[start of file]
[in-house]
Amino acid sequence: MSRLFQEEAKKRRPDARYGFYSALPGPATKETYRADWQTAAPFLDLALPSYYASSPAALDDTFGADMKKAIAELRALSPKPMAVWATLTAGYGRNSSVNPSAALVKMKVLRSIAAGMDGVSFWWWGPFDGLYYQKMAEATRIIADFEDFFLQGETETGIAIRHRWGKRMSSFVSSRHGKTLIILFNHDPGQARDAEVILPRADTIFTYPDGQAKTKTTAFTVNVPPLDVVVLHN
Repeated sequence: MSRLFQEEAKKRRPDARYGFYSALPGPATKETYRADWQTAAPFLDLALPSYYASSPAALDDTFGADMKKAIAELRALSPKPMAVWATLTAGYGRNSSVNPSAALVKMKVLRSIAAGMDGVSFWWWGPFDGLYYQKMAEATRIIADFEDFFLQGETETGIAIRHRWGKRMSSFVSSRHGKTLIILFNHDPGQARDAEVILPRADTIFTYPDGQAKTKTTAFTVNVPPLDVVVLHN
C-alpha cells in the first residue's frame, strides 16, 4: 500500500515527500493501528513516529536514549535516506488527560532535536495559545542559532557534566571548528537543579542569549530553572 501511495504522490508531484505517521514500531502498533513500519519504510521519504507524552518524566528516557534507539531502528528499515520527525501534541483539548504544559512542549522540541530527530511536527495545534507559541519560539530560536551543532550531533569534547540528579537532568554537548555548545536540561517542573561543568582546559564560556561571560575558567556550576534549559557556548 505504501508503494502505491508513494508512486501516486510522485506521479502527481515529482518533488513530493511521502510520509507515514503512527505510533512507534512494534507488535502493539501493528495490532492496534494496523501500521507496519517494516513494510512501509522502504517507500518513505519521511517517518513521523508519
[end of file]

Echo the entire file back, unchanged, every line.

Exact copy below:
[in-house]
Amino acid sequence: MSRLFQEEAKKRRPDARYGFYSALPGPATKETYRADWQTAAPFLDLALPSYYASSPAALDDTFGADMKKAIAELRALSPKPMAVWATLTAGYGRNSSVNPSAALVKMKVLRSIAAGMDGVSFWWWGPFDGLYYQKMAEATRIIADFEDFFLQGETETGIAIRHRWGKRMSSFVSSRHGKTLIILFNHDPGQARDAEVILPRADTIFTYPDGQAKTKTTAFTVNVPPLDVVVLHN
Repeated sequence: MSRLFQEEAKKRRPDARYGFYSALPGPATKETYRADWQTAAPFLDLALPSYYASSPAALDDTFGADMKKAIAELRALSPKPMAVWATLTAGYGRNSSVNPSAALVKMKVLRSIAAGMDGVSFWWWGPFDGLYYQKMAEATRIIADFEDFFLQGETETGIAIRHRWGKRMSSFVSSRHGKTLIILFNHDPGQARDAEVILPRADTIFTYPDGQAKTKTTAFTVNVPPLDVVVLHN
C-alpha cells in the first residue's frame, strides 16, 4: 500500500515527500493501528513516529536514549535516506488527560532535536495559545542559532557534566571548528537543579542569549530553572 501511495504522490508531484505517521514500531502498533513500519519504510521519504507524552518524566528516557534507539531502528528499515520527525501534541483539548504544559512542549522540541530527530511536527495545534507559541519560539530560536551543532550531533569534547540528579537532568554537548555548545536540561517542573561543568582546559564560556561571560575558567556550576534549559557556548 505504501508503494502505491508513494508512486501516486510522485506521479502527481515529482518533488513530493511521502510520509507515514503512527505510533512507534512494534507488535502493539501493528495490532492496534494496523501500521507496519517494516513494510512501509522502504517507500518513505519521511517517518513521523508519